Back to Top | Article Outline


After IRB and written informed consent, 80 consecutive eligible patients who presented for surgery of the distal arm, forearm, or hand were randomized into two groups. Group ultrasound (US) received a supraclavicular block guided by ultrasonic landmarks and neurostimulation. Group neurostimulator (NS) received a supraclavicular block guided by anatomical landmarks and neurostimulation. A sample size of 40 patients per group was calculated to show a significant difference in the proportion of surgical blocks between groups, assuming 72% successful blocks in Group NS (5) and 95% successful blocks in Group US based on a review of the literature (4), accepting a probability of type 1 error of 0.05 and a probability of type 2 error of 0.2. Exclusion criteria included clinically significant coagulopathy, infection at the injection site, allergy to local anesthetics, severe pulmonary pathology, age <18 yr, no comprehension of French or English, mental incapacity precluding informed consent, a body mass index more than 35, or preexisting loss of force or sensation in the operative limb.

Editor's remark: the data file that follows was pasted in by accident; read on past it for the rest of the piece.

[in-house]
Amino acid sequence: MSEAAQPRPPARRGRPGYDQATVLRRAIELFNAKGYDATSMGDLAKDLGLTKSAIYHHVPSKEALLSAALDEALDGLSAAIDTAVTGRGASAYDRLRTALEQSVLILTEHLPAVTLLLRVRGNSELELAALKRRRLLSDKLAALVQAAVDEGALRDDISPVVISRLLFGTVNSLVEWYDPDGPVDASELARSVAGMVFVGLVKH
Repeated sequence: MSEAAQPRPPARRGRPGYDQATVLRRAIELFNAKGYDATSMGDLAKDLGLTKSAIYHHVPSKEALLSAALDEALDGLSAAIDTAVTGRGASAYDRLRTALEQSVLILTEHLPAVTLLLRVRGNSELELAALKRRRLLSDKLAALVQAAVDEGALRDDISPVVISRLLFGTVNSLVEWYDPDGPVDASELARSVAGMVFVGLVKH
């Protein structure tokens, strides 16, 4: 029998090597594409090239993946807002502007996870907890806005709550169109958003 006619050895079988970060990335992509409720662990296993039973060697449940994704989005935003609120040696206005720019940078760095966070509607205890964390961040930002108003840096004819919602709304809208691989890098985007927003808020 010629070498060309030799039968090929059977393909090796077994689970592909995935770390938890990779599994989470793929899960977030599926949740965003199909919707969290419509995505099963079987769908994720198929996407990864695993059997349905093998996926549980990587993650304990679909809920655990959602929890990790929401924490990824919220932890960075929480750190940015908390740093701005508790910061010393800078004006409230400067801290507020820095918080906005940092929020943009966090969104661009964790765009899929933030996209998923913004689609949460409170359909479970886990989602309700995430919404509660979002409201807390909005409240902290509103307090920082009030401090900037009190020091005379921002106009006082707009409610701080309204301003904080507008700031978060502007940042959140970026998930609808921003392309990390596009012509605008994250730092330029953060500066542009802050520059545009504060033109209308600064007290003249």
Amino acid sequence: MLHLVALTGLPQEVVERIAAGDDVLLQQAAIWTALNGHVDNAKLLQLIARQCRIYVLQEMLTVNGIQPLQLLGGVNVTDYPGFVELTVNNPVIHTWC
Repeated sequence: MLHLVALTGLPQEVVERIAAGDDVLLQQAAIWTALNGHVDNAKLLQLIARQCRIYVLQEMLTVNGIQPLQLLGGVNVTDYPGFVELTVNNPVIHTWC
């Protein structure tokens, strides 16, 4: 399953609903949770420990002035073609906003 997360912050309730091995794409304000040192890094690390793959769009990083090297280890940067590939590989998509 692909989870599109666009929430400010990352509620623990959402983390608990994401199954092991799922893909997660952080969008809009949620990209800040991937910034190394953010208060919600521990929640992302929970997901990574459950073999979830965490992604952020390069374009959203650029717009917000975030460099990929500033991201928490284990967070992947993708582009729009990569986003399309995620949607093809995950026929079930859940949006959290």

Light sedation (0.5–2 mg of midazolam and 25–100 μg of fentanyl) was given as needed before the block. No other sedation was administered until evaluation of the block was complete. If patients desired perioperative sedation, a propofol infusion was titrated up to 50 μg · kg−1 · min−1 to maintain constant verbal contact with the patient.